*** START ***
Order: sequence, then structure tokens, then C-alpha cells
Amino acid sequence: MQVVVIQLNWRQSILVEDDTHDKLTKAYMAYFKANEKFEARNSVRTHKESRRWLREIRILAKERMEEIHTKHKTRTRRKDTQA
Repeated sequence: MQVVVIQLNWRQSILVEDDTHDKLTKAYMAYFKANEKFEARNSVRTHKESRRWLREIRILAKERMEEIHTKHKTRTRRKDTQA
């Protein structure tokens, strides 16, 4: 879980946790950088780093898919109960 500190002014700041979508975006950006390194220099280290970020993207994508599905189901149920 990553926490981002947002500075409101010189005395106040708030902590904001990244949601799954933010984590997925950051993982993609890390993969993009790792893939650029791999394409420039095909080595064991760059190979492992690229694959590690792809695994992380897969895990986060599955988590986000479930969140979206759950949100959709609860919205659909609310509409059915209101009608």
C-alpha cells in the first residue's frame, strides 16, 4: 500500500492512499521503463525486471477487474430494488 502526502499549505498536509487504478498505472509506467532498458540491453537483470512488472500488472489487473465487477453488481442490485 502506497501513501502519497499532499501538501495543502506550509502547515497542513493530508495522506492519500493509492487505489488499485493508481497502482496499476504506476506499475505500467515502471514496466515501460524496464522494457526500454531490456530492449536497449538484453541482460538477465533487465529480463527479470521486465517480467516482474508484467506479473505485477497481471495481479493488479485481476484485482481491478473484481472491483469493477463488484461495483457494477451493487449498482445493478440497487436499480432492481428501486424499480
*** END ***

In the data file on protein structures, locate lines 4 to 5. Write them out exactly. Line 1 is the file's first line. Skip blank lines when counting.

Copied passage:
């Protein structure tokens, strides 16, 4: 879980946790950088780093898919109960 500190002014700041979508975006950006390194220099280290970020993207994508599905189901149920 990553926490981002947002500075409101010189005395106040708030902590904001990244949601799954933010984590997925950051993982993609890390993969993009790792893939650029791999394409420039095909080595064991760059190979492992690229694959590690792809695994992380897969895990986060599955988590986000479930969140979206759950949100959709609860919205659909609310509409059915209101009608």
C-alpha cells in the first residue's frame, strides 16, 4: 500500500492512499521503463525486471477487474430494488 502526502499549505498536509487504478498505472509506467532498458540491453537483470512488472500488472489487473465487477453488481442490485 502506497501513501502519497499532499501538501495543502506550509502547515497542513493530508495522506492519500493509492487505489488499485493508481497502482496499476504506476506499475505500467515502471514496466515501460524496464522494457526500454531490456530492449536497449538484453541482460538477465533487465529480463527479470521486465517480467516482474508484467506479473505485477497481471495481479493488479485481476484485482481491478473484481472491483469493477463488484461495483457494477451493487449498482445493478440497487436499480432492481428501486424499480